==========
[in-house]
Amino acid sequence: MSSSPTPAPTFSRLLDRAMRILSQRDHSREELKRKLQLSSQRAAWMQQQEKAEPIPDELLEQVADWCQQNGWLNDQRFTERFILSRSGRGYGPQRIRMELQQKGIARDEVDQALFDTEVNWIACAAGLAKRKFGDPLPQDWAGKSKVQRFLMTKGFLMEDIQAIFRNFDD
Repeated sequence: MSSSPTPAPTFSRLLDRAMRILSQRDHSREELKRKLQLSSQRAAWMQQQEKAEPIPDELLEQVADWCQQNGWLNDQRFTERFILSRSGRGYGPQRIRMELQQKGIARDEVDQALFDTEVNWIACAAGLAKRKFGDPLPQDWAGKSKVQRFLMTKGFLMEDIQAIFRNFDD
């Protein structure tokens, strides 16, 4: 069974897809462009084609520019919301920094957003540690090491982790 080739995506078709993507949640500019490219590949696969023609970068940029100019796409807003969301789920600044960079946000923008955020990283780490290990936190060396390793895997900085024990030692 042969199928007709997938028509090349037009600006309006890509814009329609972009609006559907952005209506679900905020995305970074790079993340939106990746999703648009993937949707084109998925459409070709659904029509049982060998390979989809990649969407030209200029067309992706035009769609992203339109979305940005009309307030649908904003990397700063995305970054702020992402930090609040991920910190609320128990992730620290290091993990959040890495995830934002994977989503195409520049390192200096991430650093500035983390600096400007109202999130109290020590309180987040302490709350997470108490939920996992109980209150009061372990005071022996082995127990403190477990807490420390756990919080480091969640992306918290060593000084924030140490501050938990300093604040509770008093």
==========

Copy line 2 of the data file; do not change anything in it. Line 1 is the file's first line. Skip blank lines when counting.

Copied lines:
Amino acid sequence: MSSSPTPAPTFSRLLDRAMRILSQRDHSREELKRKLQLSSQRAAWMQQQEKAEPIPDELLEQVADWCQQNGWLNDQRFTERFILSRSGRGYGPQRIRMELQQKGIARDEVDQALFDTEVNWIACAAGLAKRKFGDPLPQDWAGKSKVQRFLMTKGFLMEDIQAIFRNFDD